Teachers may seek additional pay benefits on foot of nurses’ pay proposals

ASTI wants redress arising from penalties imposed after strike two years ago

 An Association of Secondary Teachers Ireland (ASTI) protest outside Leinster House, Dublin, in 2016.   Photograph: Eric Luke

An Association of Secondary Teachers Ireland (ASTI) protest outside Leinster House, Dublin, in 2016. Photograph: Eric Luke


Second-level teachers have indicated they will now be seeking additional pay benefits in the wake of the Government’s proposed settlement of the recent strike by nurses.

The Association of Secondary Teachers Ireland (ASTI) said nurses had secured additional monies and there was therefore a basis to return to the current public service pay agreement “so as to ensure a fair distribution of benefits”.

The union’s general secretary, Kieran Christie, said the Government’s recent settlement with nurses had stretched the existing overall public service agreement “in terms of its shape and cost parameters”.

“Further measures will be necessary to provide a semblance of balance,” he said.

The union is seeking “redress” from the Government for the impact of financial penalties imposed on second-level teachers as a result of industrial action undertaken two years ago.

This is of particular concern after Minsters decided not to apply similar sanctions on nurses arising from their recent strike.

The union also wants the issues relating to the two-tier pay system for recent entrants as well as pay in general “to be addressed sooner rather than later”.

The ASTI said that penalties under financial emergency legislation had been used against its members “in a singularly punitive and targeted way” on foot of their dispute between July 2016 and June 2017.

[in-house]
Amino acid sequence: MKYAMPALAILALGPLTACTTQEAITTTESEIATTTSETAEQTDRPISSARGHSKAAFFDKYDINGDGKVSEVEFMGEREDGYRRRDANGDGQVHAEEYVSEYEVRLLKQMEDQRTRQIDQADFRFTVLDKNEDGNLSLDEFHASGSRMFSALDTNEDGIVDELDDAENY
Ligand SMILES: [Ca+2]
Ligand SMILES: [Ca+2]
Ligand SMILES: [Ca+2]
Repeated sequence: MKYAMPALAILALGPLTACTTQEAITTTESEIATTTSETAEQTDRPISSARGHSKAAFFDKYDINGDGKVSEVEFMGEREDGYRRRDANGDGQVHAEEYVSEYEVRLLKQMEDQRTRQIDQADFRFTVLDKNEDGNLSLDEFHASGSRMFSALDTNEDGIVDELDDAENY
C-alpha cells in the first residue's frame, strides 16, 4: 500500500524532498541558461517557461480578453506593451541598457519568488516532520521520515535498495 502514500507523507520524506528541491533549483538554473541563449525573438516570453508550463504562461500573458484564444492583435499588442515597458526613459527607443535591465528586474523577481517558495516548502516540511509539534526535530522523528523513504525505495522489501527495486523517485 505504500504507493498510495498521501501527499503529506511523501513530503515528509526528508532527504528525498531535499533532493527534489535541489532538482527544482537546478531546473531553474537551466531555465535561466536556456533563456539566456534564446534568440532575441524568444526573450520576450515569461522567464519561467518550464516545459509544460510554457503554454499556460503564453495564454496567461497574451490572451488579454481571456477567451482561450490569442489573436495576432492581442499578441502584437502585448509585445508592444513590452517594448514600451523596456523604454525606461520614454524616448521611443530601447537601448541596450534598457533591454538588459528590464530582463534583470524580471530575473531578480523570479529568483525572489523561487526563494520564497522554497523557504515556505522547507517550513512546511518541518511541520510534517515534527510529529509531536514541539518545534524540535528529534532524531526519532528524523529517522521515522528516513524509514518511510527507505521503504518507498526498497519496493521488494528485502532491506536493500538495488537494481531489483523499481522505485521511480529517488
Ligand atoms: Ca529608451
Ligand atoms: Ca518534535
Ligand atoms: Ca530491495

‘Unacceptable legacy’

Writing in the latest edition of the union’s journal, Astir, Mr Christie said this had “left ASTI members with an unacceptable legacy”.

He said “this injustice must be undone”.

Mr Christie said the ASTI was seeking legal opinion on the differential treatment of his union’s members and those members of the Irish Nurses and Midwives Organisation (INMO) regarding the application of financial emergency (Fempi) legislation.

“We have also sought a meeting with the Department of Education and Skills to raise these issues and demand redress.”

On foot of its industrial action in 2016/17 the Government used a provision in financial emergency legislation to impose penalties on members of the ASTI including a freeze on incremental pay rises .

When the industrial action ended in June 2017 the Government lifted these measures. However the original dates for the payment of increments were not restored, leaving members of the union with ongoing losses compared with where they would have been if the increment freeze had never been put in place.

Different approach

However the Government adopted a different approach during the recent nurses’ strike and did not apply sanctions as a result of the work stoppages.

“As we know, the use of this [financial emergency] legislation against ASTI members during our dispute was an oppressive and punitive action that grossly penalised our members. It is now clear that the Government has not resorted to these tactics against the nurses. ASTI welcomes that approach as the Fempi measures are invidious and should be consigned to the dustbin of history. It is now clear that, far from being applied to all public servants, Fempi was used against ASTI members in a singularly punitive and targeted way,” said Mr Christie.

He added that the ASTI had raised this issue “at the most senior levels within the Irish Congress of Trade Unions [ICTU].